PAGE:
Amid all the generalizations and prescriptions about how executives, their analysts and others in a company should produce and consume reports about their company’s metrics/data, I was naturally curious to find a more scientific take on the matter. To shed some light on this matter, I explored research done by Peter Pirolli and Stuart Card. They have studied information gathering and consumption in the high stake setting of national security and intelligence activities. Their insights can effectively be applied to more traditional business settings.
Pirolli and Card model the information lifecycle as beginning with the gathering stage, then the representation of that information in a schema and finally the manipulation of that schema (looking at it from different angles, timeframes, etc.) to find insight. It sounds deceptively straightforward. But they have spent a lot of time in the field watching these processes happen in real time and have created a very interesting model, down to quite a granular level.
The image above depicts two information loops. The first is a foraging loop whereby the analyst extracts the information and filters it. The second loop is the sensemaking loop wherein the analyst builds a mental model of the evidence and a story around it.
[As an aside, most business intelligence tools attempt to cover both loops. Where they typically fail is on the second, sensemaking loop. This failure is typically one of poor user experience and an overly complex and thus unusable product].
The really interesting part of this loop is the implicit tradeoff curve of time spent foraging for interesting and novel information versus speed in producing actionable or useful reports. Speaking abstractly, in order to find more novel or anomalous (and thus interesting data), the diligent analyst needs to lower their filters, so to speak, and let in more irrelevant information (i.e. noise). This comes at a cost to their speed and potentially leads to noisy thinking.
In a passage particularly relevant to Business Intelligence tools, the authors claim:
“One class of solutions (that comes by analogy to human sensory and perceptual systems such as vision) would be to produce human-information interaction systems that foster broad-band, low-fidelity assessments of incoming data coupled with narrow-band, high-fidelity processing. Focus+context techniques (Furnas, 1986; Furnas, 1983) are examples of these kinds of solutions.”
This hits the mark exactly. The best BI tools out there allow this kind of focus/context split through drill-downs that echo the way we humans think intuitively. What we do here at Chartio and our colleagues in the Business Intelligence, Analytics and Data Visualization space do every day is attempt to convert information into sense, or meaning, whether it be through an innovative interface that lets users easily gain context and depth with drill downs or a new type of data visualization. Stuart Card made a brilliant point about this process of sensemaking, which we just explored in the context of intelligence analysts.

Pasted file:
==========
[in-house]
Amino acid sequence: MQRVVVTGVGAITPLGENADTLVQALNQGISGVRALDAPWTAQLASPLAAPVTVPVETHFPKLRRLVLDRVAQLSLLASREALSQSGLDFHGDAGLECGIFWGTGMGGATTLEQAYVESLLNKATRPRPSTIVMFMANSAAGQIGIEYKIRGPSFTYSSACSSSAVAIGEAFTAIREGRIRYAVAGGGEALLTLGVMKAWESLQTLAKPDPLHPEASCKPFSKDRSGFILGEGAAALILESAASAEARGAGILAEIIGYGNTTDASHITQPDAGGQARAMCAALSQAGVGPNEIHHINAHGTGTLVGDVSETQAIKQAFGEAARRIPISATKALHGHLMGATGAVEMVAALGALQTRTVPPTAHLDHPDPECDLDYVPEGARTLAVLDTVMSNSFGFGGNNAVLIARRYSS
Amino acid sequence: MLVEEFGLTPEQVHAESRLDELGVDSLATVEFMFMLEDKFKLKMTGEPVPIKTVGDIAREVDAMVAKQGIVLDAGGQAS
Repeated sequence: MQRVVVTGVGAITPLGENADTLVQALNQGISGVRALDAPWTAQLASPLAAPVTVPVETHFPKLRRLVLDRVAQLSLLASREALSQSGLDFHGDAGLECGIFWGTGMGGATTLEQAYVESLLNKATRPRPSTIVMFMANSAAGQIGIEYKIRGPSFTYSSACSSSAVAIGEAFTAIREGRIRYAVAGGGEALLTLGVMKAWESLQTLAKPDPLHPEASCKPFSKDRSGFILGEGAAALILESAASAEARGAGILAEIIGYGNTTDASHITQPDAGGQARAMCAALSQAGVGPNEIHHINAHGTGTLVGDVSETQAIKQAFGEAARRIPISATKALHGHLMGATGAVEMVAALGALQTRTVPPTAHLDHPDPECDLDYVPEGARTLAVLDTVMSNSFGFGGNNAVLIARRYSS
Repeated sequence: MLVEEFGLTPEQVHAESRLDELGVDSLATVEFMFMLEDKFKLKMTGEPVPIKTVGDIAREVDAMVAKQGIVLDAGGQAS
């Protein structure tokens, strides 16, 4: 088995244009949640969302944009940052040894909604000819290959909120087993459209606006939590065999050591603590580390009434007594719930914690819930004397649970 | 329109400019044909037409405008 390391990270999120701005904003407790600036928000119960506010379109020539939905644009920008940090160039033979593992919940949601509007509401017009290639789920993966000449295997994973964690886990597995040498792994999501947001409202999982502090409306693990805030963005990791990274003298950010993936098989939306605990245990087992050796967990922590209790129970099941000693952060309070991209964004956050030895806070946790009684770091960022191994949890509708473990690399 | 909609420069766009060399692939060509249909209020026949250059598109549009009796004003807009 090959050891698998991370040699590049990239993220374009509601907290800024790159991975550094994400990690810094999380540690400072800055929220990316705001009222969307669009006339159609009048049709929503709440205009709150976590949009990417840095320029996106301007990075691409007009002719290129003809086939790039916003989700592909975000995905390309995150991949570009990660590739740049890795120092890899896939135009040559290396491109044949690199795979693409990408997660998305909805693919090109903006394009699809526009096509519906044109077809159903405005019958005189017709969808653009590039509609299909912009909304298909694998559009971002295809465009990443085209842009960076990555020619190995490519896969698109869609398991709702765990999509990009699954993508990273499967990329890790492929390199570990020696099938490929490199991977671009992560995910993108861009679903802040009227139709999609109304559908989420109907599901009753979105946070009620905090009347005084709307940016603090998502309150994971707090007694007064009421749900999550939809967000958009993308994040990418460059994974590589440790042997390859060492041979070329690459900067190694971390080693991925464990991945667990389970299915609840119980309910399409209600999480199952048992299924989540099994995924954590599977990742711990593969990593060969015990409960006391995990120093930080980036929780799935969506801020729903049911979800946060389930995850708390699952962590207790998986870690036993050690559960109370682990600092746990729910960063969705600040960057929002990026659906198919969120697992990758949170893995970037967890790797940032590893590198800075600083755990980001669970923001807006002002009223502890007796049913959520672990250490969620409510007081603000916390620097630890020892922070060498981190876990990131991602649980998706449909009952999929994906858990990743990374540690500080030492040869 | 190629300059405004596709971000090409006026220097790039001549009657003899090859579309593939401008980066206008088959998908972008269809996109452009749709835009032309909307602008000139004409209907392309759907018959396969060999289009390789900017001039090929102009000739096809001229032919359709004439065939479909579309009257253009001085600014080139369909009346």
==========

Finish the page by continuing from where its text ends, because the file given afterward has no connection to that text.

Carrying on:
“Looking back on the tenth anniversary of the first Symposium on Information Visualization, much has been accomplished. The computer’s power has been exploited to give quick visual form to abstract data, to interact, and to warp detail to follow the user’s changing interest. Moreover, the design space of visualizations has been systematized with reference models, taxonomies, and monographs relating visualization to perceptual and graphical constraints. Looking ahead, however, I will argue that the era of pure information visualization is over. The path ahead depends on giving much more attention to the purposes of visualization and its use. Leaving aside communication, the purpose of information visualization is insight, or more particularly, a larger process that might be called sensemaking. I will sketch out the nature of sensemaking, exemplify it empirically in a practical, urgent setting, and suggest how theories of sensemaking could be developed. I will then describe systems that subsume information visualization as part of an emerging class of sensemaking systems combining visualization (the mind’s eye) with semantic content analysis and sensemaking operations (the mind’s muscle). Not surprisingly, a focus on sensemaking is a good generator of new visualizations. But these developments also suggest that it may be time for the information visualization field to alter its boundaries to go beyond the merely visual.”
We couldn’t agree more.